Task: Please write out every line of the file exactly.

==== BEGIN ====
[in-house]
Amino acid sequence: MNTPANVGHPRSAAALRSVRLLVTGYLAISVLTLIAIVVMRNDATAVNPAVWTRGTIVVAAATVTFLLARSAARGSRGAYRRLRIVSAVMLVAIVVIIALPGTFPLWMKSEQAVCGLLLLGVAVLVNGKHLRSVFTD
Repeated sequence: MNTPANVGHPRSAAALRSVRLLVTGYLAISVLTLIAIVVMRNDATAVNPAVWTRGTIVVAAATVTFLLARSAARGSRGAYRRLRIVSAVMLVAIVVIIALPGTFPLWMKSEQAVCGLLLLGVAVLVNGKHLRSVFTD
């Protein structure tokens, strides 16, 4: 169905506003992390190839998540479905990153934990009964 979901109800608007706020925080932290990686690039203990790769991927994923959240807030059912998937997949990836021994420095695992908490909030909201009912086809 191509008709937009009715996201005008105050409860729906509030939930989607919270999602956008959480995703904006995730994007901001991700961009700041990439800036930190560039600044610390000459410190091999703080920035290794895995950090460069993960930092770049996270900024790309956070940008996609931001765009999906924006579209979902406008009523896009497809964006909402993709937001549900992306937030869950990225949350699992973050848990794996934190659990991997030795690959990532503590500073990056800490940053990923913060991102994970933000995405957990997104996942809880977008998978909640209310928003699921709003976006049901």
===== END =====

[in-house]
Amino acid sequence: MNTPANVGHPRSAAALRSVRLLVTGYLAISVLTLIAIVVMRNDATAVNPAVWTRGTIVVAAATVTFLLARSAARGSRGAYRRLRIVSAVMLVAIVVIIALPGTFPLWMKSEQAVCGLLLLGVAVLVNGKHLRSVFTD
Repeated sequence: MNTPANVGHPRSAAALRSVRLLVTGYLAISVLTLIAIVVMRNDATAVNPAVWTRGTIVVAAATVTFLLARSAARGSRGAYRRLRIVSAVMLVAIVVIIALPGTFPLWMKSEQAVCGLLLLGVAVLVNGKHLRSVFTD
């Protein structure tokens, strides 16, 4: 169905506003992390190839998540479905990153934990009964 979901109800608007706020925080932290990686690039203990790769991927994923959240807030059912998937997949990836021994420095695992908490909030909201009912086809 191509008709937009009715996201005008105050409860729906509030939930989607919270999602956008959480995703904006995730994007901001991700961009700041990439800036930190560039600044610390000459410190091999703080920035290794895995950090460069993960930092770049996270900024790309956070940008996609931001765009999906924006579209979902406008009523896009497809964006909402993709937001549900992306937030869950990225949350699992973050848990794996934190659990991997030795690959990532503590500073990056800490940053990923913060991102994970933000995405957990997104996942809880977008998978909640209310928003699921709003976006049901």